Rebecca's Reviews > How to Be a Heroine

How to Be a Heroine by Samantha    Ellis
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bookshelves: read-via-edelweiss, writers-and-writing, memoirs, feminist, bibliophiles-delight, bibliomemoirs

Well, the subtitle (“Or, What I’ve Learned from Reading too Much”) is just preposterous; there’s no such thing as too much reading. Setting that aside, however, this bibliomemoir is terrific fun. It’s not literary criticism so much as personal enthusiasm, but that’s no bad thing. The early lit crit lite (of Wuthering Heights and Jane Eyre, for instance) is pretty poor, in fact, so it’s for the best that Ellis highlights many less well-known titles with female authors and/or protagonists. She also makes parallels throughout to her own fascinating Iraqi-Jewish family history, which infuses the book with a canny familiarity.

My favorite chapters were “Franny Glass,” with its theme of women’s faith and doubt narratives (my MA dissertation topic), and one on women’s mental health crises that includes Sylvia Plath and What Katy Did. The former helped me see why so many people adore Salinger (even though I don’t get the appeal of Franny and Zooey myself), and also introduced me to Antonia White’s autobiographical quartet that began with Frost in May (1933), which I’m reading now.

It’s not just highbrow literature, though; The Valley of the Dolls and Jilly Cooper also come up for consideration. As in Rebecca Mead’s My Life in Middlemarch, Ellis ponders what lessons particular books have taught her, wondering especially how these have varied at different points in her life: “I’m beginning to think all readings are provisional, and that maybe we read heroines for what we need from them at the time...maybe it’s by appropriating our heroines that we become heroines ourselves.”

I was reminded of the first line of David Copperfield; Ellis might tweak it slightly to read, “Whether I shall turn out to be the heroine of my own life, or whether that station will be held by anybody else, these pages must show.”
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Reading Progress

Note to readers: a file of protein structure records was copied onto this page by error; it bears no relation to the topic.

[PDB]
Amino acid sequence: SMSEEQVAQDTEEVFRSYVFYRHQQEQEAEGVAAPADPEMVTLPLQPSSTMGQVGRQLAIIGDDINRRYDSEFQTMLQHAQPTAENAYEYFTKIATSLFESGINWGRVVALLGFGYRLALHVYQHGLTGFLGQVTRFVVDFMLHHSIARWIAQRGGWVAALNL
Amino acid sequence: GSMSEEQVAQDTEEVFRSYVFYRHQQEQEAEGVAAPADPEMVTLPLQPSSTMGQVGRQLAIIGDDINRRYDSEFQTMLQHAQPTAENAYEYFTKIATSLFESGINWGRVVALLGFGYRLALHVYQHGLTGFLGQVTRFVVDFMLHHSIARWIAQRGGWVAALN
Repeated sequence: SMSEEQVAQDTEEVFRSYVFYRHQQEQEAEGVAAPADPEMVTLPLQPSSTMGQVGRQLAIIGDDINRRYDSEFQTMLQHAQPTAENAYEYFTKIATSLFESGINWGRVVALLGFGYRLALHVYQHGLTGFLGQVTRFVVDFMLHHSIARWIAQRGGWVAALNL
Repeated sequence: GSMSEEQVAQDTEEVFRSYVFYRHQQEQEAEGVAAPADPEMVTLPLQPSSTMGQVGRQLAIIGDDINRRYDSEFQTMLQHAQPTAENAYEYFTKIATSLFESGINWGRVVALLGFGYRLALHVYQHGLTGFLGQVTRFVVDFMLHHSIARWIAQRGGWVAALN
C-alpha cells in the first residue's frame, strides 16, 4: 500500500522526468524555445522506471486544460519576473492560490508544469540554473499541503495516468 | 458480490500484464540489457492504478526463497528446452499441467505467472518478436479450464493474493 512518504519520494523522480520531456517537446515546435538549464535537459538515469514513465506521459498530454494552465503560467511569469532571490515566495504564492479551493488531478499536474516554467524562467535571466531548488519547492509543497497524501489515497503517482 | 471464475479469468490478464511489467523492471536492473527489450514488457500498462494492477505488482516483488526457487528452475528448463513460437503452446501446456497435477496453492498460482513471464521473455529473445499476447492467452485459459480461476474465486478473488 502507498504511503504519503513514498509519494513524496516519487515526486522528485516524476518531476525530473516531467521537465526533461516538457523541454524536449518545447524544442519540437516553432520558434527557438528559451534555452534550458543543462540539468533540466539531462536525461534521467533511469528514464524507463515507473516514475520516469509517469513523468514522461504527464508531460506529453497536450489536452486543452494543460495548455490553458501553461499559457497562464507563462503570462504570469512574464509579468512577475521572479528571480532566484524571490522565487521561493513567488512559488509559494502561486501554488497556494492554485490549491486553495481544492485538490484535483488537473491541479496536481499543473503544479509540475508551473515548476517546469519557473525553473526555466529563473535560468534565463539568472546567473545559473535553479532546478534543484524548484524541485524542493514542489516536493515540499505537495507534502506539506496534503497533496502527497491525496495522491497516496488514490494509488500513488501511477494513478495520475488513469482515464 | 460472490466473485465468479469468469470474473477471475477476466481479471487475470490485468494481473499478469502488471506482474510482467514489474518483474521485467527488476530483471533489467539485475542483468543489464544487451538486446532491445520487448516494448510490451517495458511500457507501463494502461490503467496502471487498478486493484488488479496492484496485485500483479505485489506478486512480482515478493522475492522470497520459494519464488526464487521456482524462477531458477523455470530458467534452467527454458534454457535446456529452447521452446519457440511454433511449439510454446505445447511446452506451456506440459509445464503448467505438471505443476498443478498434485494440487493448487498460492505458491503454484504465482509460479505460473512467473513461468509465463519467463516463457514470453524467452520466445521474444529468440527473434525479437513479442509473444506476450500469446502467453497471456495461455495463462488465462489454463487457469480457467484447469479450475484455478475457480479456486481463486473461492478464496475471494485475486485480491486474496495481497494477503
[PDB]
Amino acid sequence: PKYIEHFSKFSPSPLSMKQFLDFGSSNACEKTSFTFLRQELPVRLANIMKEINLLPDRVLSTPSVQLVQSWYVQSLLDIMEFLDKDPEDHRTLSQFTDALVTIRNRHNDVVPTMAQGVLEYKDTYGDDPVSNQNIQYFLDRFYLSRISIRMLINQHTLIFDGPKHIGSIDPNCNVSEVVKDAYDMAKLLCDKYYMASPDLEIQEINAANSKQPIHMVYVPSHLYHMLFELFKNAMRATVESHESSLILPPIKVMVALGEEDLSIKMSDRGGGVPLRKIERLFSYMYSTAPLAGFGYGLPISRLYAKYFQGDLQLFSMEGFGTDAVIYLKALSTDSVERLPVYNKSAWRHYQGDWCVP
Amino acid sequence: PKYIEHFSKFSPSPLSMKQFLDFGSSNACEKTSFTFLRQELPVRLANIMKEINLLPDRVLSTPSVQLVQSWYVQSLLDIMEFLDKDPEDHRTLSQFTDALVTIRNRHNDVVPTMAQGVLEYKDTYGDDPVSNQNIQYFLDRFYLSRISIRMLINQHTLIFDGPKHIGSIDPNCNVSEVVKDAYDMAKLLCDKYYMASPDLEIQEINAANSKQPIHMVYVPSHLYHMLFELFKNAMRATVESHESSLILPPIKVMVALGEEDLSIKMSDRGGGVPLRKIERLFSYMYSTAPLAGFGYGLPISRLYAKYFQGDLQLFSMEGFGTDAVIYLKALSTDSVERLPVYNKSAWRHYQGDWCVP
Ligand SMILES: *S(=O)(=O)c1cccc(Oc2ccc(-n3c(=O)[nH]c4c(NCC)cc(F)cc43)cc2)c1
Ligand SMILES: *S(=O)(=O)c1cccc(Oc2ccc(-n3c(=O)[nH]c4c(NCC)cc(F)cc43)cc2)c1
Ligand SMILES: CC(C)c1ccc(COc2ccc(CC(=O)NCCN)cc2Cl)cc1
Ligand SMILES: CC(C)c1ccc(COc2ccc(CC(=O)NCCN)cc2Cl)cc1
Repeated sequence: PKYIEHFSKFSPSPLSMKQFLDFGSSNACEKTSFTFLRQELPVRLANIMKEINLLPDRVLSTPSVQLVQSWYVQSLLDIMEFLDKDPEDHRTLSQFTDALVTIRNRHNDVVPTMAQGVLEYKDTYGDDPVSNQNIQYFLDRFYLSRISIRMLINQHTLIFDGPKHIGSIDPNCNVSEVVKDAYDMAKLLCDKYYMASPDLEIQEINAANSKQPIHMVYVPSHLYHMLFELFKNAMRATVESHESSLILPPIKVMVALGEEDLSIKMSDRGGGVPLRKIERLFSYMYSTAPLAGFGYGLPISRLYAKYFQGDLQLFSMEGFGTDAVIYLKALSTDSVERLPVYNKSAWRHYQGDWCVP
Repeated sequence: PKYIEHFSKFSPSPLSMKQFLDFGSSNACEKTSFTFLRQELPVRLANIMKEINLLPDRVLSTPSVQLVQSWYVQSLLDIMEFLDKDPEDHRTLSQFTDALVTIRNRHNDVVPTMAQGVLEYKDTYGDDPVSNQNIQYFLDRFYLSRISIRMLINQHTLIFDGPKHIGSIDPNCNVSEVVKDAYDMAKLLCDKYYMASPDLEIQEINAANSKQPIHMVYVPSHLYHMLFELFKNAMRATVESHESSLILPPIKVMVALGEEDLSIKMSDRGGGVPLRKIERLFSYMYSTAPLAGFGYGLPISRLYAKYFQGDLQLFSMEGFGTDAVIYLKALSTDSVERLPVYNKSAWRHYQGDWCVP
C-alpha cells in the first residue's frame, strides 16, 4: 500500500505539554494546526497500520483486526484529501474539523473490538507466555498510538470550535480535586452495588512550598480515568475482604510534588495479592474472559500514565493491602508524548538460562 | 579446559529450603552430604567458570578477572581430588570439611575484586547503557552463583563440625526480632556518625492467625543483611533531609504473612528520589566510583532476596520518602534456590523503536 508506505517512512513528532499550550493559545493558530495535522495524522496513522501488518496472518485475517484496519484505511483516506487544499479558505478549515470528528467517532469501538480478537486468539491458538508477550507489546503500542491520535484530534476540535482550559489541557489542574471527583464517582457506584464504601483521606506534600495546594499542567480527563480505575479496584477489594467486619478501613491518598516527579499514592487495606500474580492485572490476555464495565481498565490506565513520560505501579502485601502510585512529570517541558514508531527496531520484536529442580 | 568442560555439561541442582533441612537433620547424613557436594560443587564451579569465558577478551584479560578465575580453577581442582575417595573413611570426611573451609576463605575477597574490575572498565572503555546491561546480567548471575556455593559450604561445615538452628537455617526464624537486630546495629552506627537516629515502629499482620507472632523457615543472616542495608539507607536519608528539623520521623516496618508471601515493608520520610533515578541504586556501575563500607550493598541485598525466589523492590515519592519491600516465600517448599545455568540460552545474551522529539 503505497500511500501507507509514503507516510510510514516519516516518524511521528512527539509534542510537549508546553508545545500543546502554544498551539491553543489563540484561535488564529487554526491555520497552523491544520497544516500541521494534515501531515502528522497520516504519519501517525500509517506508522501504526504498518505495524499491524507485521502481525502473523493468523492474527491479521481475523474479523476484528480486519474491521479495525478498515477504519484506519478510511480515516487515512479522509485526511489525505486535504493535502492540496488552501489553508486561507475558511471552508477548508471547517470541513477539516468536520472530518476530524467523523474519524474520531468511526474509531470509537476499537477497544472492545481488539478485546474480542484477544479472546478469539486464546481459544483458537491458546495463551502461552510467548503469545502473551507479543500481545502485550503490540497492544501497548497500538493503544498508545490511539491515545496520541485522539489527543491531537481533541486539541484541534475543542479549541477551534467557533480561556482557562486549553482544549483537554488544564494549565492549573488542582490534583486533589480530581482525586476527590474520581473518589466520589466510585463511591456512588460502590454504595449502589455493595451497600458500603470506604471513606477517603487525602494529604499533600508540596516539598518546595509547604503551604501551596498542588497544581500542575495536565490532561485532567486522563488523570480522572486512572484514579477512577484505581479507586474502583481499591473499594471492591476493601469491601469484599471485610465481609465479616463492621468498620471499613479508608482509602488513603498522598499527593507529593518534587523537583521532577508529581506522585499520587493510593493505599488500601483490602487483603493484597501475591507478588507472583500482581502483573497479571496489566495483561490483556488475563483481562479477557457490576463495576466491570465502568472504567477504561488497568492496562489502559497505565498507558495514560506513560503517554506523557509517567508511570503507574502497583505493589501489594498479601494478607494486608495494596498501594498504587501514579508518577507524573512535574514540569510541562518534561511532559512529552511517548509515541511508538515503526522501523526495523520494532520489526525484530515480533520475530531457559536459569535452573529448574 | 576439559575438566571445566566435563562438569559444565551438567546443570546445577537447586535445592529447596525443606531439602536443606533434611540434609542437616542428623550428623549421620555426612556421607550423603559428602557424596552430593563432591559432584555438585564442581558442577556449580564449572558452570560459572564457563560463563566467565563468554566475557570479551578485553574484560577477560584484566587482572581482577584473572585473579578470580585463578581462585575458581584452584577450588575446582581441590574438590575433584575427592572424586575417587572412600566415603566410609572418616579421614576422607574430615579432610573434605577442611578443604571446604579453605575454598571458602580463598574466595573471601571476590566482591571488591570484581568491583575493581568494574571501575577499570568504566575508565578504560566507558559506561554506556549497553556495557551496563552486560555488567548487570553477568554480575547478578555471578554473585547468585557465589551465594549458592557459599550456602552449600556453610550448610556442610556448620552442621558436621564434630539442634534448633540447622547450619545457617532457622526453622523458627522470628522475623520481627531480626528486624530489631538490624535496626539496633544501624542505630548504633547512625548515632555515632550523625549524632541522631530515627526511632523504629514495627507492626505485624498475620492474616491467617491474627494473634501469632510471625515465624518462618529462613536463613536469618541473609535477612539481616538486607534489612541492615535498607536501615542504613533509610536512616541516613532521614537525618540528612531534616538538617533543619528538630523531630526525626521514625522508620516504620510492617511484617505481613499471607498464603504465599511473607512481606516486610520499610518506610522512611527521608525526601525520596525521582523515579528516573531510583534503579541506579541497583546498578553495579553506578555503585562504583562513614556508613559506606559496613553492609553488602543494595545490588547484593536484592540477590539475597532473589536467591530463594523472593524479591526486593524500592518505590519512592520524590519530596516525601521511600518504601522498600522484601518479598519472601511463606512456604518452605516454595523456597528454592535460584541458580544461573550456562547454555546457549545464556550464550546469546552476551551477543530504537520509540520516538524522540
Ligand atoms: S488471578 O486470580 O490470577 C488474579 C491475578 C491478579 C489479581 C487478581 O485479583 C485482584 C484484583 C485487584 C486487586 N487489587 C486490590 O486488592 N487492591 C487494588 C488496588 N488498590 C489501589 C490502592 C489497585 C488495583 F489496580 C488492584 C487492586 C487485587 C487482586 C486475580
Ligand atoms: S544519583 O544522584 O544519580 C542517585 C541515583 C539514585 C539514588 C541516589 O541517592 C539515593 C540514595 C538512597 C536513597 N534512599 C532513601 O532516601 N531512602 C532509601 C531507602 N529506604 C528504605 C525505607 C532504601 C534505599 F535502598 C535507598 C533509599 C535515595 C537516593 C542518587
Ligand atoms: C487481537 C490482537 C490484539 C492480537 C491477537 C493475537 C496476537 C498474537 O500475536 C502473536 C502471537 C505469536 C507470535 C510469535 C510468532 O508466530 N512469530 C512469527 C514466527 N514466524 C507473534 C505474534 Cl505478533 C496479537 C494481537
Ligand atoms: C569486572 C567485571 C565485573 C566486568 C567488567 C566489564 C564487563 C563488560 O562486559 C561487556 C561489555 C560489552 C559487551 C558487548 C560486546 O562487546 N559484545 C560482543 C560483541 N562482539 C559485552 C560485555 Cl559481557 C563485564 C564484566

January 5, 2014 – Shelved
January 5, 2014 – Shelved as: to-read
September 29, 2014 – Started Reading
October 1, 2014 –
page 48
October 9, 2014 – Shelved as: read-via-edelweiss
October 9, 2014 – Shelved as: writers-and-writing
October 9, 2014 – Shelved as: memoirs
October 9, 2014 – Shelved as: feminist
October 9, 2014 – Shelved as: bibliophiles-delight
October 9, 2014 – Finished Reading
December 14, 2014 – Shelved as: bibliomemoirs

Comments Showing 1-5 of 5 (5 new)

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message 1: by Kate (new) - added it

Kate This looks really fun! I will look forward to your review. : )

message 2: by Sue (new) - added it

Sue Hmmmm...looks and sounds good. So many books to read!

message 3: by VWoolf (new) - added it

VWoolf the title, I think, refers to the perception which existed many years ago. Women who read much were seen as damaged, it was thought that too much reading will damage or spoil them. For example a common explanation to Madame Bovarys behaviour was assigned to her reading habit.
The titel is ironic, of course.

message 4: by Mir (new)

Mir Sounds good, but think I need to read some more novels first ;)

message 5: by Bonnie (new) - added it

Bonnie How to be a heroine will give you a reading lust!

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